This is what both the real news and the fake news has to say so far about How to Be Married:

“Couples will love this moving, funny chronicle about improving the state of our unions.” —People

“Part poignant memoir, part enlightening anthropological study, and part entertaining travel journal, the book divulges some surprising discoveries about love, longterm relationships, and our own societal beliefs.” —Vogue

“Piazza sought out guidance from every walk of life — matrilineal tribeswomen, French women, Swedish stay-at-home dads and polygamous warriors — and has created a pitch-perfect guide for newlyweds. Read it and your spouse will thank you!” —US Weekly

“[A] revealing true-life study of love and wanderlust.” — Cosmopolitan

“Unique and unexpected advice can be found in [this] hilarious and hard hitting new book.” —Psychology Today

“[A] thoughtful, touching, and hilarious look at what people can learn from each other about love and marriage if they just ask.” —

“Newlyweds and couples looking to jump-start a foundering relationship will find Piazza’s analysis of marriage useful, amusing, and engaging.” —Kirkus

“A modern book for a modern woman, written with verve and an excellent sense of humor… [W]e need a feminist book about marriage right now.” –

“Journalist Jo Piazza travels the world to discover what the first year of marriage is truly about and how to survive it.” —PopSugar, from their Best 2017 Spring Books For Women roundup

“The World’s Best Advice for a Happy Marriage.” —Real Simple

“A perfect mix of travel memoir, anthropological research, and personal journey… [A] terrific read for anyone pondering any kind of relationship — whether long-term or fleeting, whether newly engaged, newlyweds, or lifers.” —Fathom

“Best marriage advice ever compiled from around the world.” —Daily Mail

“Hilarious and thought-provoking.” —

“[A]n insightful must-read that covers sex, compromise, communication and everything in between.” —The Zoe Report

“[F]illed with unbelievable stories of love, along with hilarious ways people see marriage across the world.” —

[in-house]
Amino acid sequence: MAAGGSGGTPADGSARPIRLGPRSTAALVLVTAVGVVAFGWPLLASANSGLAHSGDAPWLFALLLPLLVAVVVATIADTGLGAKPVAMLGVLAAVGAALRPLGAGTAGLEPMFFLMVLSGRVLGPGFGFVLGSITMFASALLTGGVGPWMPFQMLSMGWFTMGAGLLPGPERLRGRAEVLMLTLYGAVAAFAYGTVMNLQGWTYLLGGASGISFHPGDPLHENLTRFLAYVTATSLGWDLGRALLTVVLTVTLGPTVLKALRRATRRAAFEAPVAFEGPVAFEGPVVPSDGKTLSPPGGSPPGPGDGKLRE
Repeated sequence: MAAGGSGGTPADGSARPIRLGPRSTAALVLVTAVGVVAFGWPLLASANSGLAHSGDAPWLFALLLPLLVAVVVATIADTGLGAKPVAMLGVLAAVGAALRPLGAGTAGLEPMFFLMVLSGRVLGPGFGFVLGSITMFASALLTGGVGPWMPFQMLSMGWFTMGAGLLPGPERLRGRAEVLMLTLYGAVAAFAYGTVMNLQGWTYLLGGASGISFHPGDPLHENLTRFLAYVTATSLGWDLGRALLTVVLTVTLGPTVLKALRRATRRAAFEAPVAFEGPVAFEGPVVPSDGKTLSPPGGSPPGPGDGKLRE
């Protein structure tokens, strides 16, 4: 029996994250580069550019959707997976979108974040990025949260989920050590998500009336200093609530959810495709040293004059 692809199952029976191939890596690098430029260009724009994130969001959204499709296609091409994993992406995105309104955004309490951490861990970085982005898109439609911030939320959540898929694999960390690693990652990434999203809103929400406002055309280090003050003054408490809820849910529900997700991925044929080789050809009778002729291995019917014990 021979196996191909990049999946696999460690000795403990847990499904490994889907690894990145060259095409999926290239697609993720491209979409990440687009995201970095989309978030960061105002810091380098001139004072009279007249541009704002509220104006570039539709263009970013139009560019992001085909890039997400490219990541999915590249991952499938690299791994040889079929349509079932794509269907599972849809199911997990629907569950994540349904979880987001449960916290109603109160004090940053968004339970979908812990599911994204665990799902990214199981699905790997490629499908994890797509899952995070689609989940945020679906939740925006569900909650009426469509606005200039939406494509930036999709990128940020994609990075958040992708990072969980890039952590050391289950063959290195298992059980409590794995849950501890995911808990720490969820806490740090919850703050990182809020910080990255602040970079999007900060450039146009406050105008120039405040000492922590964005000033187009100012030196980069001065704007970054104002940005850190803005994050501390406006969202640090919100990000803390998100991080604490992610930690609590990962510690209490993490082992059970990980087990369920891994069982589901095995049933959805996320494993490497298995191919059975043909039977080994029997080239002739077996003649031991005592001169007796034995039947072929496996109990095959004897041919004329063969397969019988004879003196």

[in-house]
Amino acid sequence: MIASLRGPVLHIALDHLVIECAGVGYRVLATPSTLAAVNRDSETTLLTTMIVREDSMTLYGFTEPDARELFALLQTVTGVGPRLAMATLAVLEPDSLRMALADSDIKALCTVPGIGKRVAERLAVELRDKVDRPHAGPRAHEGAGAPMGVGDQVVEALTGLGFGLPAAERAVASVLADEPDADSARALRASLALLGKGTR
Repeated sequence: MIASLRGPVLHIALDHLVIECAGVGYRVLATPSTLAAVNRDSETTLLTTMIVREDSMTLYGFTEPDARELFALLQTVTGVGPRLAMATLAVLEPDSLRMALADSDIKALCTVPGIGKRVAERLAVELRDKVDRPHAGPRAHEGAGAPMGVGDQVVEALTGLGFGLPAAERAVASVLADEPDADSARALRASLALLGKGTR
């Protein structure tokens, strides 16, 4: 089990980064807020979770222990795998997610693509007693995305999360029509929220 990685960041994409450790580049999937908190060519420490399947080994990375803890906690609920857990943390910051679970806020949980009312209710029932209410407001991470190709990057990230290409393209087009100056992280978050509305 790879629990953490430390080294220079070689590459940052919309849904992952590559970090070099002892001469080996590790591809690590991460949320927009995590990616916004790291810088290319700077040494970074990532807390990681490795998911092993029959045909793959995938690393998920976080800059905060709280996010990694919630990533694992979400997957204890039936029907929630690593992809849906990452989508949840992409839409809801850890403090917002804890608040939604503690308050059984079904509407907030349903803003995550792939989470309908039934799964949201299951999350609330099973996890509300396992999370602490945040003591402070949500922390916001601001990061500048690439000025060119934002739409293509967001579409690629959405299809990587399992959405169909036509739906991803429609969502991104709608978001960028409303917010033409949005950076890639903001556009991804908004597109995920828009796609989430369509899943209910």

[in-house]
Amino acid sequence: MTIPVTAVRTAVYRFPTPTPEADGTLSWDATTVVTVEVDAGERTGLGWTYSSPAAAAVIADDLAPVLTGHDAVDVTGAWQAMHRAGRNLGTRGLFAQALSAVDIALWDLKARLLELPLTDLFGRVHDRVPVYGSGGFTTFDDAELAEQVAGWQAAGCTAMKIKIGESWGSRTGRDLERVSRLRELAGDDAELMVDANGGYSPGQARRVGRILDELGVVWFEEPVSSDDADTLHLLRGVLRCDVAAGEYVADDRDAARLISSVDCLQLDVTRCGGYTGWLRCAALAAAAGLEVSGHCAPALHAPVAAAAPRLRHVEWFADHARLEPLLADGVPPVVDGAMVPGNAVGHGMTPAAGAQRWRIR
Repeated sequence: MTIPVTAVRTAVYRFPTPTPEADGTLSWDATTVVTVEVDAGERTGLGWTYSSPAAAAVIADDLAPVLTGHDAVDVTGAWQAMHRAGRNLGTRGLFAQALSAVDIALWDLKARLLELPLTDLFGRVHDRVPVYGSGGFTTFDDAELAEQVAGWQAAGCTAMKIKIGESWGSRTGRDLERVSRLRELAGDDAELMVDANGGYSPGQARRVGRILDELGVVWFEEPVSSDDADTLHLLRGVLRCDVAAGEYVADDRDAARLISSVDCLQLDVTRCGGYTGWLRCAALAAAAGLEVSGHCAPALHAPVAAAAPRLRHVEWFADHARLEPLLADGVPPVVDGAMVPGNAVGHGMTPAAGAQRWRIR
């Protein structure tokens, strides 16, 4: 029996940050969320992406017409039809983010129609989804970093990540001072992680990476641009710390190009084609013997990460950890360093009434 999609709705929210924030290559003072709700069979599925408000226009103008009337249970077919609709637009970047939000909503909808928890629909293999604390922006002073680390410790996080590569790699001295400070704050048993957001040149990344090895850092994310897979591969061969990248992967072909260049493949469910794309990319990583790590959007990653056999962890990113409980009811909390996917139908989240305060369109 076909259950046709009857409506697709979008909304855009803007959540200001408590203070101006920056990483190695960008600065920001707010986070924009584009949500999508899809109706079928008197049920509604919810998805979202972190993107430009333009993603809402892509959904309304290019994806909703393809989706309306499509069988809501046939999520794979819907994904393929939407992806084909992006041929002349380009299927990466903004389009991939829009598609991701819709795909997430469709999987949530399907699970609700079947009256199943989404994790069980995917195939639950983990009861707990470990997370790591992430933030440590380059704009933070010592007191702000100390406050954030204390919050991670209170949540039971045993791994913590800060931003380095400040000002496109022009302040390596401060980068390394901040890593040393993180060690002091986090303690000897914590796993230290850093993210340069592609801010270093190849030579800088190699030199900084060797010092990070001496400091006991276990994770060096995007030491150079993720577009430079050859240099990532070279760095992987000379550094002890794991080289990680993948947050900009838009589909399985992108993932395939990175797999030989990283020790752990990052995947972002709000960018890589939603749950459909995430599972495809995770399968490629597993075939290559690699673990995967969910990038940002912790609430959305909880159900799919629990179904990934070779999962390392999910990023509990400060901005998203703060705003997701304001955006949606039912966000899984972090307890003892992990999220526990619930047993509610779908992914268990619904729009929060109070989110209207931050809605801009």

“This Is the Relationship Novel Every Modern Woman Needs to Read.” —

I Started Acting Like My Husband’s Mistress—Here’s What Happened —Women’s Health

8 Tips to Help You Thrive in Your First Year of MarriageTime

Author is letting her exes ask questions during book readingNY Post Page Six

How technology is disrupting an Indian state where women control the moneyYahoo Finance

I Bought My Husband an Engagement RingMan Repeller

Three local writers with new books on the complications of coupling.San Francisco Magazine

Nuptial in a nutshell: “When you go out to dinner, put down your goddamn phone and don’t talk about…work or the laundry or the broken toilet. Would a man talk about a broken toilet with his mistress?”

26 Brilliant Books You Should Read This Spring Pop Sugar

How Polygamy, Role-Playing, and Less Sex Can Improve Your MarriageNew York Magazine

How to Get an Authentic Experience Every Time You Travel —Bloomberg

“Whether she’s finding hygge in Denmark or climbing Kilimanjaro, Piazza writes with candid honesty, wit, and humor. This quick-paced and relatable book will be immensely helpful for longtime and newly married people alike.” —Booklist

Kirkus Reviews

To smooth their own “wet cement,” Piazza and her husband traveled around the globe for work and pleasure, and she interviewed women from all walks of life about their secrets to a successful marriage. The answers were useful, humorous, seductive, and often far more intricate than she imagined. Among dozens of other pieces of advice, her interview subjects suggested to create a comfortable home, wear sexy lingerie (paid for by the man) on a daily basis, take care of yourself first, discuss most subjects but keep some things hidden, and, contrary to conventional wisdom, allow yourself to go to bed angry. Piazza blends the life stories of these interviewees with her own struggles during those first 12 months of matrimony.

Newlyweds and couples looking to jump-start a foundering relationship will find Piazza’s analysis of marriage useful, amusing, and engaging.